Gear: Best Tuna Casting Rods and Reels #200-B

Captain Mike’s Tuna Bluefin Casting Rods & Reels

Casting Rods & Reels: As with my jigging outfits, this outfit is entirely off the shelf. If I can’t land a tuna on this rod, I don’t want to land a tuna on any spinning rod. The overall outfit is remarkably light and well balanced. The butt section is short enough for ergonomic fighting but long enough so that you can lock it into a gimbal for trolling.

  • Rod: Shimano Terez TZS-70XH-BLK 7′ 65lb to 200lb: This rod has no problem casting 4oz and 5oz jigs and plugs. Like all the Terez rods, it is extremely rugged. The rod itself is very parabolic, which means it’s very forgiving. If you take a misstep with a boat side fish, it is hard to break. The rod absorbs a lot of energy, making it easier on your arms to fight big fish. This rod can absolutely handle 25lbs of drag. I will say the rod can limit out if you need to put the boots to a very large fish pushing maybe 300lbs.
  • Reel: Stella 18000 holds about the same amount of line as the 20000 and has the same drag capacity. The main difference is the higher gear ratio, which makes it better for fishing faster retrieve plugs, metals and Epoxy Jigs.
    • 57:1 Gear Ratio
    • 30.9oz in weight
    • 51” line intake per crank
    • 320 yards of 100lb hollow core
    • 55lb drag
  • Line/leader: I fish the same wind-on set up the same way I do as my jigging set up, but with 100lb hollow core to 100lb flouro leader with the only difference being a shorter wind-on leader. I prefer a 12’ leader on my tuna spinning outfits due to less friction going through the guides.
  • Connection: I prefer loop-to-loop connecting wind-on leaders over a knot between my braid and flouro due to the reliability and how easy it is to swap out leaders. I often go up and down in size and I also frequently put new leaders on. I literally change them after every trip, even if I didn’t hook up. I have spliced loops put on my tuna jigging and spinning reels at the beginning of the season and often in between trips if I break them off. I have my local shop do this. If I need to retie a loop due to a broken line, I will tie a Bimini hitch or a spider hitch on the water depending on how much time I have or how cold me hands are!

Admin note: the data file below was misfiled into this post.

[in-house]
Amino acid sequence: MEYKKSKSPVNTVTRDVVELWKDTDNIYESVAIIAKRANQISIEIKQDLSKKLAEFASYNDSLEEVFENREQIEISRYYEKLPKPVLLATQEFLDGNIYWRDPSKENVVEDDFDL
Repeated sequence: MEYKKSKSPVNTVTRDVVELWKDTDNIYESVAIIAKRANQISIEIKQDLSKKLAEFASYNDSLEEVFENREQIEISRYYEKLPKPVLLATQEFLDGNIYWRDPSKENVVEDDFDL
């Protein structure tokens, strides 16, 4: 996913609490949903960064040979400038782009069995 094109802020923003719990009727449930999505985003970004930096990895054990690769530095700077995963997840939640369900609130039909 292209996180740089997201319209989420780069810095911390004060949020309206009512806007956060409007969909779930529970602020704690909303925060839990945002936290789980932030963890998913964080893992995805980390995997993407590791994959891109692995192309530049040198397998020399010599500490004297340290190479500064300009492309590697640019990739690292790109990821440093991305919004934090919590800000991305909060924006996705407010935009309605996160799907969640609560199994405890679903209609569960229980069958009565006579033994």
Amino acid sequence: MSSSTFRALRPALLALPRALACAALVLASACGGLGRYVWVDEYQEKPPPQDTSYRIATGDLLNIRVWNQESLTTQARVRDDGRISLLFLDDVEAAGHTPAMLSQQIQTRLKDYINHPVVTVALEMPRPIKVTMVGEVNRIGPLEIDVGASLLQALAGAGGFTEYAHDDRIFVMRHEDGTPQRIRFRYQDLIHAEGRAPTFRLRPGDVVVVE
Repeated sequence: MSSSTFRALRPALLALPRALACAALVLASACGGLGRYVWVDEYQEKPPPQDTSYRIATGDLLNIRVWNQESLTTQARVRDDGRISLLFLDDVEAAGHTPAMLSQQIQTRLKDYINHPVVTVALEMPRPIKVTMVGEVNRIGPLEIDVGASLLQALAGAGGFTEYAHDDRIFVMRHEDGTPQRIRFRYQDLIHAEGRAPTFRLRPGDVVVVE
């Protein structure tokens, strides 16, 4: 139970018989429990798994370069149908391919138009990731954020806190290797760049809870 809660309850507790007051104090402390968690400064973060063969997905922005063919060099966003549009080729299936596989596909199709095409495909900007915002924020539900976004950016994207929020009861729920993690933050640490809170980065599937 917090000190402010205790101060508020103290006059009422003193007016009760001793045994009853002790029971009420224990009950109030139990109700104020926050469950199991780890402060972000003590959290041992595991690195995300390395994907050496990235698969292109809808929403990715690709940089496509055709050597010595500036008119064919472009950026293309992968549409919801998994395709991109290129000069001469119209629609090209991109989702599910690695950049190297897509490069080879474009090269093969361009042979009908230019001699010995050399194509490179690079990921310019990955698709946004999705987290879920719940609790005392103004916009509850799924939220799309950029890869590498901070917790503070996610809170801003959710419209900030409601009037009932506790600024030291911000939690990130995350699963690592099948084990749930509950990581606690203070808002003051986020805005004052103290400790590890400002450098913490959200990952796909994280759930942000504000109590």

“Hybrid 60/60” Rods & Reels: I use this outfit about once in every 10 times I am chasing Bluefin tuna. This outfit allows you to cast very light lures, as light as 1.25oz, and has the brawn to handle a large fish, but not a fish over 80lbs. If I hook a big fish, I take the sporting approach and break it off quickly because the outfit isn’t strong enough to hold onto the fish for a very long time. No sense in risking injury to a fish you know you aren’t able to land.

  • Shimano TZSW-70MH 7′:I use this rod as a heavy-duty striper rod but it’s also my ultra-light tackle tuna-spinning rod. It’s heavy and has some fiberglass in it. I have landed tuna up to 80lbs on this rod, though I suspect I could have seen 100lb with it but never had the chance. This rod will cast the smaller Epoxy Jigs and lighter Hogy Pro Tail Eels and if you get bit by a larger fish, you just may have a chance!
  • Reel: The Stella 14000 reel is about the same physical size of a Stella 10000 but has a bigger drag system and a little more line capacity. Plenty of drag that will transcend that of the rod I’m using.
    • 5.7:1 Gear Ratio
    • 30.9oz in weight
    • 51” line intake per crank
    • 320 yards of 100lb hollow core
    • 55lb drag
  • Line/leader: 60lb power pro with a 60lb fluorocarbon leader tied on directly with a loop knot. 60lb the diameter of 60lb fluorocarbon leader is too narrow to crimp.